CHICAGO - A monster winter storm stretching from New Mexico to Maine laid down a sheet of ice on the Plains and lower Midwest on Tuesday, turning to snow as it crept north, and forecasters said the worst was yet to come.
"We're looking at heavy snow from the Rockies to New England," said Pat Slattery, National Weather Service spokesman.
The storm was expected to affect as much as a third of the U.S. population, from severe thunderstorms in the Southeast and ice-coated roads in Texas to blizzard conditions and up to 2 feet of snow in Chicago. Several regions were experiencing bitter cold, including Denver, where mid-afternoon readings fell to six degrees below zero.
In Oklahoma City, more accustomed to tornadoes than blizzards, homeowner Debra Thomas, 53, said the entire town was largely snowbound as gale-force wind gusts and a foot of snowfall created white-out conditions and large drifts.
"I'm looking out my door here, and I've got at least 4 feet, maybe 5 feet, up against the windows of our house," she told Reuters by telephone. "It's very pretty, but not the kind of thing you go out in."
The Dallas-Fort Worth international airport closed for 2 1/2 hours on Tuesday just as thousands of football fans began arriving in the city for the Super Bowl game on Sunday. And the storm forced postponement of a National Hockey League game in St. Louis between the Blues and the Colorado Avalanche.
About 200 National Guard troops were called out to assist local law enforcement in the St. Louis area.
Major U.S. airlines said they had canceled more than 5,400 flights ahead of the storm. More than 1,200 of those flights were in and out of Chicago-area airports, major airline hubs.
One of the hardest-hit cities on Tuesday was Kansas City, where a municipal state of emergency was declared and snow plows were pulled from runways at the international airport in late afternoon due to blowing snow and low visibility.
Statewide emergencies were declared in Missouri, Oklahoma, Illinois and Wisconsin. White-out conditions were reported on Interstate 44 between Oklahoma and Missouri, closing part of that highway, as well as Interstate 70 in central Missouri.
"Everyone should stay inside today and not drive," Missouri Governor Jay Nixon said on local television. Weather Service meteorologist David Gaede said: "There's not much traffic moving in Missouri tonight."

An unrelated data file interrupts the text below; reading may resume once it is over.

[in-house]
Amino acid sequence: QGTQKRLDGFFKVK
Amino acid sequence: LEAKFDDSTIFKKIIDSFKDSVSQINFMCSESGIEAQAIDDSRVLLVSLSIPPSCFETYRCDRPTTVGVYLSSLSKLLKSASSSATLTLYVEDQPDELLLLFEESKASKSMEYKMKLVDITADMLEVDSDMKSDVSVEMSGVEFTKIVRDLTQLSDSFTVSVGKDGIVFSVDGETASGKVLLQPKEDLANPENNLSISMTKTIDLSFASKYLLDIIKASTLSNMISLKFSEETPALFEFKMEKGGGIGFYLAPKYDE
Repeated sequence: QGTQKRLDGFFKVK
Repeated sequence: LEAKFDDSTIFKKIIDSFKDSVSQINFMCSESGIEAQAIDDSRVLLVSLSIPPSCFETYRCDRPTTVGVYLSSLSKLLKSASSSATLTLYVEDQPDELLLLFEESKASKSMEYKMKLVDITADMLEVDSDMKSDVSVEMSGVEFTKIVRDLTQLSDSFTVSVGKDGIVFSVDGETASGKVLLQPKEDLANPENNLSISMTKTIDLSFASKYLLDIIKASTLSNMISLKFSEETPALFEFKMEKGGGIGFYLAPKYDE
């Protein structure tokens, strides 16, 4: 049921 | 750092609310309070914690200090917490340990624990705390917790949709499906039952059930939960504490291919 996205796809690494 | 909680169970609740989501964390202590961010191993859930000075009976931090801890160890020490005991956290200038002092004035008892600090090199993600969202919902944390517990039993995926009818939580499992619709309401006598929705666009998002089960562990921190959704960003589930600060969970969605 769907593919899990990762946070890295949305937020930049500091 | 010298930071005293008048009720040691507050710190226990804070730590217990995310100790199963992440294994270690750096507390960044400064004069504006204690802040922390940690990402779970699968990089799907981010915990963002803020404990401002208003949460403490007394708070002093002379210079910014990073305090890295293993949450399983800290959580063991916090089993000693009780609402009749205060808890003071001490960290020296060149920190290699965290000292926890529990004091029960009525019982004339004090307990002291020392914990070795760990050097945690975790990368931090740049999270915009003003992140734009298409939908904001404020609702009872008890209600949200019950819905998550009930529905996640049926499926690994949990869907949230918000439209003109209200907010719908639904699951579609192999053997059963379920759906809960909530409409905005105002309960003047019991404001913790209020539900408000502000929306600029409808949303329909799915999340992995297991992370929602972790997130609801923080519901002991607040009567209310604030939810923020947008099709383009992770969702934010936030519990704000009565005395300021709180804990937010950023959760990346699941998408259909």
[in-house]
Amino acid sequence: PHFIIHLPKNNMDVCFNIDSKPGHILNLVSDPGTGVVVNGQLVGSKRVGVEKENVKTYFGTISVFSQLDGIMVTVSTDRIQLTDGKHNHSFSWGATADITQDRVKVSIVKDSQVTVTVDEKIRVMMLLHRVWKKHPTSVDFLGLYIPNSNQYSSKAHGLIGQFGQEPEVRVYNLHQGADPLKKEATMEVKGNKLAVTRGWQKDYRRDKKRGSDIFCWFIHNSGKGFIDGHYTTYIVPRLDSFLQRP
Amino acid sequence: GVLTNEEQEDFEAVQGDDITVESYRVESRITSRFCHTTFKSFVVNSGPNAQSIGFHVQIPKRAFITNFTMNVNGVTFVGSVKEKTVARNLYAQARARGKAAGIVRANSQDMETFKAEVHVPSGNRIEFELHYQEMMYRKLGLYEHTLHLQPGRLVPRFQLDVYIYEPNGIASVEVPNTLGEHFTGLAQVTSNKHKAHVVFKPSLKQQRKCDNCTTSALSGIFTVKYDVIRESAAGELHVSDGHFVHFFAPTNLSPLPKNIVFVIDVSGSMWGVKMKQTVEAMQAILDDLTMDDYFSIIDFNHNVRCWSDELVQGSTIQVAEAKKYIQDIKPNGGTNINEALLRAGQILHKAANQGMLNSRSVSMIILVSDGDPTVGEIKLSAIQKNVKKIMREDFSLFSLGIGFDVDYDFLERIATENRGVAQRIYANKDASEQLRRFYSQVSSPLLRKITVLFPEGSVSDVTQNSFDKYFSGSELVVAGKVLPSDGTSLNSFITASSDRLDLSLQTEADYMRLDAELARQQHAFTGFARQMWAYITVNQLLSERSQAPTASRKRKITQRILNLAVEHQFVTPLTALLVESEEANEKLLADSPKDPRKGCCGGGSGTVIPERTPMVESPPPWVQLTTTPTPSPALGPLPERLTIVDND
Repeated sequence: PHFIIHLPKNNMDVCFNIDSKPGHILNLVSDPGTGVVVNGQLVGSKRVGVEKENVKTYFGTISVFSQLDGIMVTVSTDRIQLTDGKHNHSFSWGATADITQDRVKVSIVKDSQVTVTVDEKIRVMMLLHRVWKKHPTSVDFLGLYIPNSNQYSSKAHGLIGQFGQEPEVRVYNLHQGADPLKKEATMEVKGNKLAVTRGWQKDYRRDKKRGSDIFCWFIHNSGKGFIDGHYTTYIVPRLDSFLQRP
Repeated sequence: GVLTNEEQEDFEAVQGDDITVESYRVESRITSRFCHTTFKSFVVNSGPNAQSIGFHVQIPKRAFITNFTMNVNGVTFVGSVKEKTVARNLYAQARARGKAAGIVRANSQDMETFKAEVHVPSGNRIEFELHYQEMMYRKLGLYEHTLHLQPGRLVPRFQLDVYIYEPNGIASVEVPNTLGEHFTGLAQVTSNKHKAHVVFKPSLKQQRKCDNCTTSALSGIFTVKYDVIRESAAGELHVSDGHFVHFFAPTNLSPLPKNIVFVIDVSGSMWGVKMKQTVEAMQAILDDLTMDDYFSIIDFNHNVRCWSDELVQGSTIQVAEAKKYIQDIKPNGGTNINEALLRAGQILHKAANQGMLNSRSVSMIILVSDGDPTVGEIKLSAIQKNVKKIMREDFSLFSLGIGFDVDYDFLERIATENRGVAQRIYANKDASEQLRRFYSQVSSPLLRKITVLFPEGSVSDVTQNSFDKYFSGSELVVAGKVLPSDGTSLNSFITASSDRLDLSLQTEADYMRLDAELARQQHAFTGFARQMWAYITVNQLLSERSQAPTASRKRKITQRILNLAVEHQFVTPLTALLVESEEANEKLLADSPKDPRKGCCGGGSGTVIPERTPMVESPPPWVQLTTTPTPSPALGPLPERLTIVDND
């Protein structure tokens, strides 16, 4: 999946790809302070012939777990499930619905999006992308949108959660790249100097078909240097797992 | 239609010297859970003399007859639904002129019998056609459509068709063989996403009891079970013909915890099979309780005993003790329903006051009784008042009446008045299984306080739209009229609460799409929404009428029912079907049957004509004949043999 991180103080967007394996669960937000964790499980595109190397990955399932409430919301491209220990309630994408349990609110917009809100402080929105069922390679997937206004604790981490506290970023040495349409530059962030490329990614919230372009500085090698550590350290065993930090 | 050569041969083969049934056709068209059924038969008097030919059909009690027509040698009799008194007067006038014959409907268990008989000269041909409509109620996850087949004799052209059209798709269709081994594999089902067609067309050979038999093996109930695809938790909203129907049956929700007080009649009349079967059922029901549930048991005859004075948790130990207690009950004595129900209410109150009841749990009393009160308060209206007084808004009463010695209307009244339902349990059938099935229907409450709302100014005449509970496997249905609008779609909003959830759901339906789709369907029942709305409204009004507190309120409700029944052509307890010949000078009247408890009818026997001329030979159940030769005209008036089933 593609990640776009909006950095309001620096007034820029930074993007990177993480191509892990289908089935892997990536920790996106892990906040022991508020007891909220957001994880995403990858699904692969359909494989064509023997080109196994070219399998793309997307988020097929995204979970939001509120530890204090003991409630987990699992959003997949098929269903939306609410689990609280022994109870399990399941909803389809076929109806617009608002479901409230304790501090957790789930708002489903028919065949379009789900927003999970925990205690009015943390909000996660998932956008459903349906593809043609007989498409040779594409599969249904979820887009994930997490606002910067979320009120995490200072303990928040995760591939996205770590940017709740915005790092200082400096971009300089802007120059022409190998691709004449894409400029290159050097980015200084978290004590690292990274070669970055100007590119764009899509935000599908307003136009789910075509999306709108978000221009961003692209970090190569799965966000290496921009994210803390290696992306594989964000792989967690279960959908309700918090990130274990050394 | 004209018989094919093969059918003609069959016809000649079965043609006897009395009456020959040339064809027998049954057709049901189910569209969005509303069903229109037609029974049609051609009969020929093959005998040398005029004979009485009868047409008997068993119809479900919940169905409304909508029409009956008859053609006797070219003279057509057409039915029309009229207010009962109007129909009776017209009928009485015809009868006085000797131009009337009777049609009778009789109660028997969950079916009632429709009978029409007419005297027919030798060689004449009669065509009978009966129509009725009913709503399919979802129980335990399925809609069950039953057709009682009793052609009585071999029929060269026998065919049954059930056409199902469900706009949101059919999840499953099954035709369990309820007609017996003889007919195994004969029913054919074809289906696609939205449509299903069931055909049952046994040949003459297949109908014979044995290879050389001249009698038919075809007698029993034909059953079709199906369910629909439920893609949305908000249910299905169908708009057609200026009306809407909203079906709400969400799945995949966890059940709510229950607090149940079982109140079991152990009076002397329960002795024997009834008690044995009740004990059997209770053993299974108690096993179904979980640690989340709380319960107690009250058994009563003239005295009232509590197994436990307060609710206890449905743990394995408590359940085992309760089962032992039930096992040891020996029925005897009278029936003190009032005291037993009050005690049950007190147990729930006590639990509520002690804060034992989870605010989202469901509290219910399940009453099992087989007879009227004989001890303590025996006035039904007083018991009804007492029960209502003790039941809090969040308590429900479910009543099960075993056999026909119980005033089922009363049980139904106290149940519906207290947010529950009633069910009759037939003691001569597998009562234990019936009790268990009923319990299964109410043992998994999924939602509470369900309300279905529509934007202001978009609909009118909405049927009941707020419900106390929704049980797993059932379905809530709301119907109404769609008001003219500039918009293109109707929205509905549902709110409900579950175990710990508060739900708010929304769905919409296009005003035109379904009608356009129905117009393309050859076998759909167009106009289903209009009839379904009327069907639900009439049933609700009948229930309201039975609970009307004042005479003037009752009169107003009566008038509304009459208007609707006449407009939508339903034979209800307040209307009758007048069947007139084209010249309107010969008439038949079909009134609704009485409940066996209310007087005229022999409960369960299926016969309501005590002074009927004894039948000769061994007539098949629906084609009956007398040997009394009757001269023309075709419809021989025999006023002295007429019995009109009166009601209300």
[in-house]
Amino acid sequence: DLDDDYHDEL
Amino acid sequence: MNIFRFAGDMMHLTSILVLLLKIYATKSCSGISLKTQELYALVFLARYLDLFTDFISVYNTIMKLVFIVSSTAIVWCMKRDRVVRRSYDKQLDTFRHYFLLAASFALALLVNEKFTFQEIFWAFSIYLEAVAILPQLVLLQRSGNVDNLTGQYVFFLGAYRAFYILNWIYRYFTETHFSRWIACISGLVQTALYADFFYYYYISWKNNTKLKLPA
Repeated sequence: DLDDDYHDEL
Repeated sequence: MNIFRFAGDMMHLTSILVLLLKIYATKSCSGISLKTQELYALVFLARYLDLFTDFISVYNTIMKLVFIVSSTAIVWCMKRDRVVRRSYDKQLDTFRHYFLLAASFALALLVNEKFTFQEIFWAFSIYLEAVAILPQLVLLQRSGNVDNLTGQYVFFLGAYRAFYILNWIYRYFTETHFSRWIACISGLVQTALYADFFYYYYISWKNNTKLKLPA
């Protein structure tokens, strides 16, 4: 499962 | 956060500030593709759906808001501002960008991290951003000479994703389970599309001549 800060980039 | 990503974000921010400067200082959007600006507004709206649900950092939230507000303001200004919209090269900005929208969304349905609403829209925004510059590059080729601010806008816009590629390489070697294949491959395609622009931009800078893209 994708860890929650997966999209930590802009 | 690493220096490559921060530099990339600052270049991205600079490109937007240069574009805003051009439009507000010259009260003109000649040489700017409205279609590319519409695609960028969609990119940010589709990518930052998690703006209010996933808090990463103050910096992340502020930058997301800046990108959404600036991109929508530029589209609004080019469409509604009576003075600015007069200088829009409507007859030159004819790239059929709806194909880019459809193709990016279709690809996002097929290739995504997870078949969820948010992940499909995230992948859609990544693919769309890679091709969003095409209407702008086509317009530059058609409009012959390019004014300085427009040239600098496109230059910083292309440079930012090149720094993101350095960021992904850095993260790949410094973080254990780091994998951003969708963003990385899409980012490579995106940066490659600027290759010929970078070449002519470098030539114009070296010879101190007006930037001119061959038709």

"Black ice" conditions prompted Nebraska state police to shut down Interstate 80 and I-680 in Omaha at the start of the evening rush hour.
Storm-related outages knocked out power to more than 100,000 homes and businesses in at least eight states, including Texas, Louisiana, Arkansas, Missouri, Kentucky, Indiana, Illinois and Ohio.
Once the snow lets up Wednesday, affected areas will remain stuck in a deep freeze through the end of the week, with single digit temperatures in the daytime and "really dangerous wind chills," Slattery said.
Schools were closed all along the storm's path, from Denver through Ohio. Chicago public schools, famous for staying open no matter the weather, stayed open Tuesday but were ordered closed on Wednesday.
The snow began coming down hard in Chicago by 2:30 p.m. In the morning, residents were already setting out lawn chairs and plastic buckets to stake out parking spots in advance of the storm. The city readied all 274 of its snow plows for service, along with 120 garbage trucks fitted with plow attachments.
The National Weather Service said Chicago could get its biggest blizzard in more than 40 years, accompanied by winds of more than 40 miles per hour and plunging temperatures.
At the CME Group's downtown trading floor in Chicago, many traders who buy and sell agricultural commodities, financial contracts and options were planning to stay downtown overnight, storing suitcases in the coat room. But trading was not expected to be affected.
Bob Margherio, owner of Mac Do It Best Hardware in Webster Groves, Missouri, said he had run out of ice-melt spread, snow blowers, generators, and flashlights and had nearly exhausted his inventory of batteries.
In New York City, forecasters said the wintry mix of snow, sleet and freezing rain would last into Wednesday as the storm moved in from the Midwest.
"It's far from a picturesque scene. It's an icy, wet mess," said meteorologist John Davitt of local NY1 television.
The storm was expected to wreak havoc on farm operations in the Plains states, threatening the dormant winter wheat crop, cattle herds, and grain deliveries.
(Additional reporting by Corrie MacLaggan, Carey Gillam, Doris Frankel, Bob Burgdorfer, Steve Gorman, David Hendee, Ann Saphir, Bruce Olson, Wendell Marsh, Lauren Keiper, Ben Fenwick, Ellen Wulfhorst and Keith Coffman; Editing by Steve Gorman and Jerry Norton)